The boutique brand AlmaLusa is betting that more tourists want to stay in places that deeply reflect Portuguese culture. It's testing whether luxury travelers care about authenticity rather than just location and amenities when picking hotels.
When international travelers visit Portugal, some may look for a big chain you’d find in, say Phoenix. But AlmaLusa, a boutique hotel brand founded in 2016, is banking on travelers looking for something more authentic.
“For the brand, the goal is to showcase Portuguese culture,” said Sofia Brandao, director of sales and marketing for AlmaLusa. That’s reflected in everything from the art on the walls to the items sold at their boutique. Even the water provided in the rooms is filtered and bottled by a local supplier.
So far, the formula seems to be working. The luxury boutique hotel brand has a 92 percent booking rate at their first hotel, the AlmaLusa Baixa/Chiado in the heart of Lisbon (located in a former arsenal), said Brandao.
It launched its newest hotel, in Comporta, late last year. Now it’s working on another hotel opening in Lisbon this summer. The AlmaLusa Sé, with 25 rooms, will be a couple of blocks from the AlmaLusa Baixa/Chiado property.
“It’s all about putting together something that could deliver a story,” Brandao said.
The Hamptons of Europe
Just over an hour south of Lisbon is the small fishing and farming village of Comporta, located on a long stretch of sandy beach, often named one of the most beautiful in Portugal. It has good local restaurants, white sand beaches, and surrounding rice patties.
It’s one of those places the locals all know but is only appearing on travelers’ maps now — with some publications referring to it as the “Hamptons of Europe” due to its similar coastal exclusivity.
The AlmaLusa Comporta, which opened in November, is the only hotel in the town itself. While other hotels say they’re in Comporta, they’re actually in nearby towns or on the outskirts, while AlmaLusa is central, with a 15-minute walk to the beach. Many of the other lodging options are villa rentals.
“Comporta is a village that dates back two centuries, and so we wanted to create a place that harmonized with the community and nature,” Brandao said. “The building had to have respect for the people who were there before us.”
AlmaLusa, like many boutique hotels right now, prides itself in its sustainability efforts — focusing on all the typical points of using less energy and avoiding plastic when possible. Yet the brand says it takes things further than just saving water.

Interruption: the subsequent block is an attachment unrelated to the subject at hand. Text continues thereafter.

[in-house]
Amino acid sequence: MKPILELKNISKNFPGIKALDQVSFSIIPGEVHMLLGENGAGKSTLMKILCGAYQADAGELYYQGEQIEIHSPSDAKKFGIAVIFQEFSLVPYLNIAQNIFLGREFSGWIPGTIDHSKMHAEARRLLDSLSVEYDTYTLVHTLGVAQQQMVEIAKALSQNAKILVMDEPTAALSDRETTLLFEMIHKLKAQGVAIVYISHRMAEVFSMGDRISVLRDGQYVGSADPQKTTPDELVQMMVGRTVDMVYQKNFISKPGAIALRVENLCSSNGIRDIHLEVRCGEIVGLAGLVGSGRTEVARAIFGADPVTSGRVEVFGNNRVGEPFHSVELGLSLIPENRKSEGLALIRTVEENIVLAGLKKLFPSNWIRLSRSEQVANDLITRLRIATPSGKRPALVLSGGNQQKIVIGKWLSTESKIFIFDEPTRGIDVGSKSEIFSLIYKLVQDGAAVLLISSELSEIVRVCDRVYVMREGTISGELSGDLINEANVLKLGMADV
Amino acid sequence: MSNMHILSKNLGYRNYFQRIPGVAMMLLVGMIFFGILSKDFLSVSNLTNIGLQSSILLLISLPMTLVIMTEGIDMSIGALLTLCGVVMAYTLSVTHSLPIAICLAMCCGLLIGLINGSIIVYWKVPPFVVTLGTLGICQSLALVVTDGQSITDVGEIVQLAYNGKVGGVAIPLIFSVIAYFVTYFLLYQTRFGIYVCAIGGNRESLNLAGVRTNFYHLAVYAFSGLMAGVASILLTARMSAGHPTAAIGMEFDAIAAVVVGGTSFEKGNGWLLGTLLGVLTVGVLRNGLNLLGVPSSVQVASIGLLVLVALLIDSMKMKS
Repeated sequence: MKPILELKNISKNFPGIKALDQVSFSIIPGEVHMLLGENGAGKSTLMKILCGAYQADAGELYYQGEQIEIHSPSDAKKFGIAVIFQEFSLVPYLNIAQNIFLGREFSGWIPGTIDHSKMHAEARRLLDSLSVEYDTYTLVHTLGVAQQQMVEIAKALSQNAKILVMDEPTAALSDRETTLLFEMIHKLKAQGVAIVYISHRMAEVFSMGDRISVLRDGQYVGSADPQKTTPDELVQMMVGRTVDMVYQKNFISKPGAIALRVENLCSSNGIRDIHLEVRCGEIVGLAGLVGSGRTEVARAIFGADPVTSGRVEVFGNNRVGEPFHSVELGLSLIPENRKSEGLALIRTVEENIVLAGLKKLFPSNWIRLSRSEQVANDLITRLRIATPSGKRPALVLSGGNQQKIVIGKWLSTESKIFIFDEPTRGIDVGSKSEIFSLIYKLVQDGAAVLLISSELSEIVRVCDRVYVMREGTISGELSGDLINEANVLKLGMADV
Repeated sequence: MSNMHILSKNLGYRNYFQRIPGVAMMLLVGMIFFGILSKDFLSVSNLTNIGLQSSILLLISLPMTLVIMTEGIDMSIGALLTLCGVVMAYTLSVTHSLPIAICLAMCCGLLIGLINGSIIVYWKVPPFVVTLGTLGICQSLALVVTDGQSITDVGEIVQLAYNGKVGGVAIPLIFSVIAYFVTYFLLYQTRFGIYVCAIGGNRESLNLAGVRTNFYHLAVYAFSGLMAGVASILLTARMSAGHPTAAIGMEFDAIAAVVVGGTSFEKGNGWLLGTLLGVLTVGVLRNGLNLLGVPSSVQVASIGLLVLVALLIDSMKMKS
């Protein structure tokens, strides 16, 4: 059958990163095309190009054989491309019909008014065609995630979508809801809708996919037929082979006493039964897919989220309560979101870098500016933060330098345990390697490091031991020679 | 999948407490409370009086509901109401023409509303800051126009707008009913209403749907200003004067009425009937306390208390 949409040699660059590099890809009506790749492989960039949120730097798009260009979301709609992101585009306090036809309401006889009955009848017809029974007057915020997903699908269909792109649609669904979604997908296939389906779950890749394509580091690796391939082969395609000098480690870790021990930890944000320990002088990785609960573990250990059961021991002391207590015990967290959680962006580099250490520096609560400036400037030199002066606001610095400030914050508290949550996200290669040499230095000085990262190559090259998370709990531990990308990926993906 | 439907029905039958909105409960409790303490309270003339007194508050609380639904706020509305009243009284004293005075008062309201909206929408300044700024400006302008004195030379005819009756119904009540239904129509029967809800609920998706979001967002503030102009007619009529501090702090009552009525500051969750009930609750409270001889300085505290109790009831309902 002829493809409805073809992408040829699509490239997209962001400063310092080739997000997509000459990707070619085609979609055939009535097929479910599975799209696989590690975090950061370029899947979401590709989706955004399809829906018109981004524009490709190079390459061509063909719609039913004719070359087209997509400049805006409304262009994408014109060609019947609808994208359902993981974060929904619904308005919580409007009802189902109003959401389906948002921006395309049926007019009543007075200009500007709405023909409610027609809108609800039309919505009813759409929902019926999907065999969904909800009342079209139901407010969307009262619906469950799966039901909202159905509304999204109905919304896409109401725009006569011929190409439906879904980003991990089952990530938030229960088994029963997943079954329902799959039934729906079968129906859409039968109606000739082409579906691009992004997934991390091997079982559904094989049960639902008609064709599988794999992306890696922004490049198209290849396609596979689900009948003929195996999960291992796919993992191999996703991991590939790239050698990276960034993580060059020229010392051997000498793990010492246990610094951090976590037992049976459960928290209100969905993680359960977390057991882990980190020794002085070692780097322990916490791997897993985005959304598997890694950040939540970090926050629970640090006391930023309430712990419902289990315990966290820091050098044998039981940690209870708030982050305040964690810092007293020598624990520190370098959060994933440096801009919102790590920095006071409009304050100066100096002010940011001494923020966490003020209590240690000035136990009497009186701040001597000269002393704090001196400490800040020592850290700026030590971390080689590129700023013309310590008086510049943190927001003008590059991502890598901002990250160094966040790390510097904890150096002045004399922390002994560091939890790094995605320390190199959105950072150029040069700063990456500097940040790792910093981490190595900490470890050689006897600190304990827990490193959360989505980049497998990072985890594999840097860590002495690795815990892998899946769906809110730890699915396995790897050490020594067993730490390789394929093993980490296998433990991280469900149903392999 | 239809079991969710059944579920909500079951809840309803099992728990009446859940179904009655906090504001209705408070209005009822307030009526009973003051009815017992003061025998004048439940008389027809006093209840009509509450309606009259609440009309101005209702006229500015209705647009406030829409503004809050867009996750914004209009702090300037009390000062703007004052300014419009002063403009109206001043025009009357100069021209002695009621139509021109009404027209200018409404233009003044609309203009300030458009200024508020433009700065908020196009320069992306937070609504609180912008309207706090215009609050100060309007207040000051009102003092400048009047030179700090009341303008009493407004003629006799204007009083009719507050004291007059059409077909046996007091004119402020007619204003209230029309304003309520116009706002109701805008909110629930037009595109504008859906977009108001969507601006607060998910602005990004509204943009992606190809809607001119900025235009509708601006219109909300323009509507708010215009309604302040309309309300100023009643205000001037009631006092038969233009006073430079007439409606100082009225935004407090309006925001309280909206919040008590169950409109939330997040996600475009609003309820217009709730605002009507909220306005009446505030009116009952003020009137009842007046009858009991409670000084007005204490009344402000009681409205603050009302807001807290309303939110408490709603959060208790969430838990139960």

“Sustainability for us is also about caring for the community,” said Brandao. “We give priority to partners who are local.”
That community support is reflected in things like training and hiring locals, promoting experiences led by local guides, and encouraging guests to try local dining options and not just stay on the property.
Encouraging guests to leave the property works from a community-supporting standpoint. Still, it may prove a bold move financially, as more real estate projects pop up in the area that likely won’t have the same mission.
It makes sense that highlighting Portuguese culture would be one of AlmaLusa’s main selling points. The name alone is a tip-off. Alma means “soul” in Portuguese, while Lusa is short for Lusitanians, which Brandao points out were one of the first inhabitants of the Iberian Peninsula.
“Every time we want to refer to our culture, we use the word ‘Lusa,’ and it distinguishes us from the Spanish,” said Brandao, because the Lusitanians were located more in what is now Portugal.
Back in 2012, AlmaLusa’s founder and CEO, Miguel Simões De Almeida, saw a lack in Portugal of small boutique hotels that had a uniqueness in service that would make the guest feel like a member, explained Brandao.
Before launching AlmaLusa, Simões De Almeida opened Aquapura, a luxury hotel and spa in the Douro River Valley, which Six Senses acquired in 2013.
“We’ve seen a big shift in travelers to Portugal wanting something between big chains and the smaller options with a lack of service,” said Brandao. With an emphasis on character-filled boutique hotels, and a goal of updated, inclusive service, AlmaLusa wants to be the hotel brand that fills that gap.
“We describe AlmaLusa as providing modern, intelligent luxury,” said Brandao. To them, that equates to free water, free wifi, and free use of mobile phones in the room to make local and international calls (well, a free 30 minutes of international calls per day, anyway).
While service is a priority — it’s considered a luxury brand, after all — the company’s staff strive to avoid coming across as stuffy, whether that’s in Comporta or Lisbon. Don’t expect to see any bellboys in suits.
“Our guests are wearing jeans, and they don’t want to walk into a place that feels so formal,” Brandao said.
Also, AlmaLusa is banking on another tourism trend Brandao has noticed in Portugal — more and more travelers doing self-drives around the country.
“Twenty years ago, it was unthinkable for travelers to visit a destination like Porto or Lisbon and then travel to another,” said Brandao.
If travelers continue to explore more “off the beaten path” locations on road trips, there’s much more potential for growth in Portugal. AlmaLusa has branched out with Comporta, and the question remains whether they can keep the momentum up and open more properties throughout the country that travelers are willing to visit.
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Photo credit: A reception area at the boutique hotel, AlmaLusa Comporta. AlmaLusa Comporta, which has a more beachside feel compared to its sister property, the AlmaLusa Baixa/Chiado in Lisbon. Source: AlmaLusa.